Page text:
Pioneers for Our Time
Friends of the UO gather to honor this year's Pioneer Award recipients
A financier with an Oregon MBA who has used his success in business to help enhance his alma mater.
A high-tech executive who led Intel to Aloha and, as a result, launched Oregon's Silicon Forest.
Not exactly sodbusters' CVs, these. But it's not the trappings of frontier life that characterize the modern-day pioneer. Rather, it's the long view, willingness to take risks, and perseverance that seem to set pioneers apart from ordinary folk. It is those qualities that were celebrated May 18 as alumni and friends of the University of Oregon gathered at The Nines hotel in Portland to honor Keith Thomson and Dave Petrone, recipients of the UO's 2012 Pioneer Award.
Take Thomson. In 1973 he gazed at an undeveloped twenty-five-acre site off the Tualatin Valley Highway and saw dirt, and something more: an opportunity for his employer, fledgling computer chip-maker Intel, to stake a claim and stretch out in a state eager to diversify its economy beyond timber. Today the high-tech industry fuels Oregon's economic engine, and Intel is Oregon's largest private employer.
Along the way, Thomson became the company's public face in the state—"Mr. Oregon," Intel called him. And he took that moniker to heart, providing volunteer leadership to the likes of the Port of Portland, the Oregon Business Council, Oregon Health & Science University, and the UO, as well as chairing Governor Kitzhaber's School Transformation Advisory Council, and—with his wife, Julie '65—giving generously to the UO.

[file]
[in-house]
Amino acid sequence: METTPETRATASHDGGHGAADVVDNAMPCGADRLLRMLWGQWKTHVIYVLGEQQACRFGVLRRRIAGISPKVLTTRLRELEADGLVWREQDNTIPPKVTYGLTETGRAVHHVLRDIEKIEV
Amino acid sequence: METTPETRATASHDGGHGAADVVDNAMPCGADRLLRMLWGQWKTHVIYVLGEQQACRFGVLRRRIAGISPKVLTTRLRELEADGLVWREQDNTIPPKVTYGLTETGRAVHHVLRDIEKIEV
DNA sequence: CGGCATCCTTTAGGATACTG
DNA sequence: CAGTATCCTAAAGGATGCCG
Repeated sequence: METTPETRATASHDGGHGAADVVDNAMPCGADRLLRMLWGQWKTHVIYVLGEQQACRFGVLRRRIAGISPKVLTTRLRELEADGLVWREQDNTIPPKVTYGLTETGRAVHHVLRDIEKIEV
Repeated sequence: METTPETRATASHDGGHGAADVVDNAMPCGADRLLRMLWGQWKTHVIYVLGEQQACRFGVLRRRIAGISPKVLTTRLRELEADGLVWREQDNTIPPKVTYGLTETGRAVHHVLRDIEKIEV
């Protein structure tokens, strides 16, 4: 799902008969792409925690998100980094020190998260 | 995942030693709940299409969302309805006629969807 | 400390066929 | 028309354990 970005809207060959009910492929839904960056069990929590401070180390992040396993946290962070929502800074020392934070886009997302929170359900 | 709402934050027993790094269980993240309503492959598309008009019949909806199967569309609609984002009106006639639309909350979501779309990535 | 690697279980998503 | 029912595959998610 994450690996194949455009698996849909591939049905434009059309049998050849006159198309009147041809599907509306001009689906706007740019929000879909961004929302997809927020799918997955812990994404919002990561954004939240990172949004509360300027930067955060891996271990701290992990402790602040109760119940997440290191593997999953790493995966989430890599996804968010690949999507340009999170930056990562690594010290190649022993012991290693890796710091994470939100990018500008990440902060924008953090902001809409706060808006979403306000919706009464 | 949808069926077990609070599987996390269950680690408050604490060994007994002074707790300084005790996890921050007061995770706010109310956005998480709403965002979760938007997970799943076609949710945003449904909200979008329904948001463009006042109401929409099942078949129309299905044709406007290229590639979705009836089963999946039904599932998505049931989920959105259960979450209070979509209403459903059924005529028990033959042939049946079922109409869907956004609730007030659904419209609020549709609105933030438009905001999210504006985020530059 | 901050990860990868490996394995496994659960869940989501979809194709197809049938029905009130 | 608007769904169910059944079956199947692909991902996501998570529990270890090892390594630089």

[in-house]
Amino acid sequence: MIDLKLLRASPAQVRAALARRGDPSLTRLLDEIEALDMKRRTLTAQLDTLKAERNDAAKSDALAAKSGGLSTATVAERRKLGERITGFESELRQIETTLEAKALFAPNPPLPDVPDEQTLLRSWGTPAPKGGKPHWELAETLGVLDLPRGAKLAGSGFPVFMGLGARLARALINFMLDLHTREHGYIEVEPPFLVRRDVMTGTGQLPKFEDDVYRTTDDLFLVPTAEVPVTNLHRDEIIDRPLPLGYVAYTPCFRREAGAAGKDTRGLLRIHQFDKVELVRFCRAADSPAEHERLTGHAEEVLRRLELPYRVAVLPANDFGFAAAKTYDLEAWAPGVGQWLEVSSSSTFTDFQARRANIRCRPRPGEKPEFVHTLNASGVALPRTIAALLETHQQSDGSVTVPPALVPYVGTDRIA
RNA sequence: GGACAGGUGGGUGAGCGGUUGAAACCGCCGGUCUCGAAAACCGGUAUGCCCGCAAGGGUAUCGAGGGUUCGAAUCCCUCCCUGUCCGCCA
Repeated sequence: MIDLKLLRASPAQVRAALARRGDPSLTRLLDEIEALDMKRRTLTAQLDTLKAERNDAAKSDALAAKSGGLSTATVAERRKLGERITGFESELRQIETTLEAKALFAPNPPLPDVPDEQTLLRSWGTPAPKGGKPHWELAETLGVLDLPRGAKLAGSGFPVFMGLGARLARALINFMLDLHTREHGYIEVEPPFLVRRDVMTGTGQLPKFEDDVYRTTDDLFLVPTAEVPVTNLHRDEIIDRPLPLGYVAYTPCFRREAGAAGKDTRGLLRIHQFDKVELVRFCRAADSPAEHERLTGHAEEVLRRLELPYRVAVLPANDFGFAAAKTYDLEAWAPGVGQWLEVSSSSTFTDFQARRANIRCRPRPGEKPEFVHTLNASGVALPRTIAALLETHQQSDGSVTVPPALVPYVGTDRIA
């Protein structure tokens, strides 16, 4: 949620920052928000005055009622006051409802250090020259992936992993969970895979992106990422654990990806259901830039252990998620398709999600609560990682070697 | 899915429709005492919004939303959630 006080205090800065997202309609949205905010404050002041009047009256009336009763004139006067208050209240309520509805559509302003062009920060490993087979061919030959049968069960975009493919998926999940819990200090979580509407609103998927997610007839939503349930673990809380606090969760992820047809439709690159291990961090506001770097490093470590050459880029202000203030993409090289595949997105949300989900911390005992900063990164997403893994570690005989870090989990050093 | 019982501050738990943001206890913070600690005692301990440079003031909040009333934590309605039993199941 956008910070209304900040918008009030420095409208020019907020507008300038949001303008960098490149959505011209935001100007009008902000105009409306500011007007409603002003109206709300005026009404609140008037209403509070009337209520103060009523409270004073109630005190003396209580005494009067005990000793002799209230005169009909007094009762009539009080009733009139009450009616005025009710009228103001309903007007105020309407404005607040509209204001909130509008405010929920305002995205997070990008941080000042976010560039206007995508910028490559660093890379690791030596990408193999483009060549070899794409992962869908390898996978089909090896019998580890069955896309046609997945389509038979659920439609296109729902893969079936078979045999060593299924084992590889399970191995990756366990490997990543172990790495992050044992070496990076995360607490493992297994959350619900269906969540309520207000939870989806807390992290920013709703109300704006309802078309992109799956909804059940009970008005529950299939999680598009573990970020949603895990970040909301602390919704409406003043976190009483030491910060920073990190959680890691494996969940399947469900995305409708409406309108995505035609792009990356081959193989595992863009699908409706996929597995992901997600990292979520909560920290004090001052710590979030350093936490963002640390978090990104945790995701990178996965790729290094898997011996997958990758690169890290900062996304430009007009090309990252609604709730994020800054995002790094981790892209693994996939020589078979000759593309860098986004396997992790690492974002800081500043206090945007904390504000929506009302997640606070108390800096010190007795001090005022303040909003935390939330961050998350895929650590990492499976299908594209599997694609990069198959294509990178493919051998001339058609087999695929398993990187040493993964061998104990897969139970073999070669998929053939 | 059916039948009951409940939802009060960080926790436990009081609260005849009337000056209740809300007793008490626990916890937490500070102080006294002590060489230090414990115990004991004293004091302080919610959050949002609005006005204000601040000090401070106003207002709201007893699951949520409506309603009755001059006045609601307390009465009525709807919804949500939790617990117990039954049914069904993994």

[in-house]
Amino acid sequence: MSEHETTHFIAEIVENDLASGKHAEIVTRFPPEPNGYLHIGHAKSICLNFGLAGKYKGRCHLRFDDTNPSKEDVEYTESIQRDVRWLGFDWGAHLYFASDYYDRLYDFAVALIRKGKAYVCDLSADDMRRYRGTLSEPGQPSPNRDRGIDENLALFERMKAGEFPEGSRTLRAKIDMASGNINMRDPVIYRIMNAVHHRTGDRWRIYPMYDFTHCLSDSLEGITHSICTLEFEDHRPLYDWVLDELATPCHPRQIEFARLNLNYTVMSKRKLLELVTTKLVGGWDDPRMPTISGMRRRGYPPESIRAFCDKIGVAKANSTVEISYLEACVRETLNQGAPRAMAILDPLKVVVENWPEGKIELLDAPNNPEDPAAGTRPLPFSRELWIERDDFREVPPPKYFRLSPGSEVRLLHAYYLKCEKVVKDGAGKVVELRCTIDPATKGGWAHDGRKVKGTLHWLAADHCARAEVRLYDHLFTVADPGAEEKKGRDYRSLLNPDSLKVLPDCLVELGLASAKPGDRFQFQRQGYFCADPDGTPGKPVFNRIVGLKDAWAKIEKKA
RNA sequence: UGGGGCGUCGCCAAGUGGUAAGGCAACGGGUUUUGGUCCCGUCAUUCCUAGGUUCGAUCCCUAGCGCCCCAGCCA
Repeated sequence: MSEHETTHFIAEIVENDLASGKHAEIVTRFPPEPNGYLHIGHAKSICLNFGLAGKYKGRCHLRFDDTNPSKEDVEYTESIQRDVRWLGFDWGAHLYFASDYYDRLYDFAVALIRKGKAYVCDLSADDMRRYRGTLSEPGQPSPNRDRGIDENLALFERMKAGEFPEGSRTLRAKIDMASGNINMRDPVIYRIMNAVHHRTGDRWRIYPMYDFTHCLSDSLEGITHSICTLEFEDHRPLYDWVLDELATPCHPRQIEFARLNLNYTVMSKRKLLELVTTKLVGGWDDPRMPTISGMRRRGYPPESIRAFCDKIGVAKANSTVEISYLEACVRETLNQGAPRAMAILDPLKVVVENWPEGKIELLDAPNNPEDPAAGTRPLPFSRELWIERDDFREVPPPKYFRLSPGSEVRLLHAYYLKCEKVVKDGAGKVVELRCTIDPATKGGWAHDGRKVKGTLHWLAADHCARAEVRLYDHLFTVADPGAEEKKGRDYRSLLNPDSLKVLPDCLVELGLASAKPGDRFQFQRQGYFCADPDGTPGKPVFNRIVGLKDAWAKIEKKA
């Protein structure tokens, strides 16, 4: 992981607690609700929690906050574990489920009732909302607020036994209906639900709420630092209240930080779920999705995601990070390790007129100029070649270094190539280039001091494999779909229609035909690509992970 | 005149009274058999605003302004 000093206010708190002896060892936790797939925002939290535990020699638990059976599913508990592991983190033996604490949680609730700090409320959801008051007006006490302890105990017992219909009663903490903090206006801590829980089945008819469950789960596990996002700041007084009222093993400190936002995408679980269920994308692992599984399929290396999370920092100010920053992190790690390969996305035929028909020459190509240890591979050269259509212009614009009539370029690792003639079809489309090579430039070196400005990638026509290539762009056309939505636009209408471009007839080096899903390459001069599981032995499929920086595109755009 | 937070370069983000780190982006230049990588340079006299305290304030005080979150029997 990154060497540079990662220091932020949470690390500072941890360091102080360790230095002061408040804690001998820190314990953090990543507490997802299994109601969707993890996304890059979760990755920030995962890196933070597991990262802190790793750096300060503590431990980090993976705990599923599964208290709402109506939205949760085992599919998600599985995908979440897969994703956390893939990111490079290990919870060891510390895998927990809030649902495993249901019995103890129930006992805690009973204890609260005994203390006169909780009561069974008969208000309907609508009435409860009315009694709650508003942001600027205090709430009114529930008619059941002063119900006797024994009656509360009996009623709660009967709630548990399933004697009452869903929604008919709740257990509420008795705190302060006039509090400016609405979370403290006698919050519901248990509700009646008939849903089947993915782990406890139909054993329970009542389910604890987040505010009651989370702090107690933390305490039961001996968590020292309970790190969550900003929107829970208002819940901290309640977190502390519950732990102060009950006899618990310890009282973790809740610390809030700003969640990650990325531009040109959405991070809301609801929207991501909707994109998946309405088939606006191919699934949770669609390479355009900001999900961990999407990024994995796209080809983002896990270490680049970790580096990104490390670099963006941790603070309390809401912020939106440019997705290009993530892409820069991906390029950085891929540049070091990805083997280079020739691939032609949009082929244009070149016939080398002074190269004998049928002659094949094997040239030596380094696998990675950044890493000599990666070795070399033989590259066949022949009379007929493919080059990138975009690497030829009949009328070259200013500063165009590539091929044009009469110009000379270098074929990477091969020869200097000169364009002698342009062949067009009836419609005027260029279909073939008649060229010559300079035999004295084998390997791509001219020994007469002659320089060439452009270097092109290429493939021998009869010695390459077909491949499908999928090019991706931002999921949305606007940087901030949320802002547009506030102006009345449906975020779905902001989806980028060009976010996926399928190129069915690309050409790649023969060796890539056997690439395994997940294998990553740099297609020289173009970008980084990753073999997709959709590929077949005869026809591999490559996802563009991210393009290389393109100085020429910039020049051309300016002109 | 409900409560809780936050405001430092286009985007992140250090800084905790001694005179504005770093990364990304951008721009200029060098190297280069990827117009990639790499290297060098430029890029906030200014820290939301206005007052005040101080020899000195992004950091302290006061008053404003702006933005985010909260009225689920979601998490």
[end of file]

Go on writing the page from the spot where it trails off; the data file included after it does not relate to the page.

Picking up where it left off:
Dave Petrone worked for nineteen years with Wells Fargo & Company, where he was vice chairman, and later as founder and chair of both Housing Capital Company and Petrone, Petri & Company in the San Francisco Bay Area.
Throughout his career, the UO Foundation trustee emeritus and his wife, Nancy, have consistently invested in, among other things, the University of Oregon, changing the face of campus in the process. But his impact on the UO hasn't been limited to bricks and mortar. Petrone's a people person, befriending and often coaching people across the university, from students to administrators. At work he's legendary for his management skills. As Petrone himself puts it, "I see people, I don't see things," adding, "I'm always for the university, trying to make the place better if I can."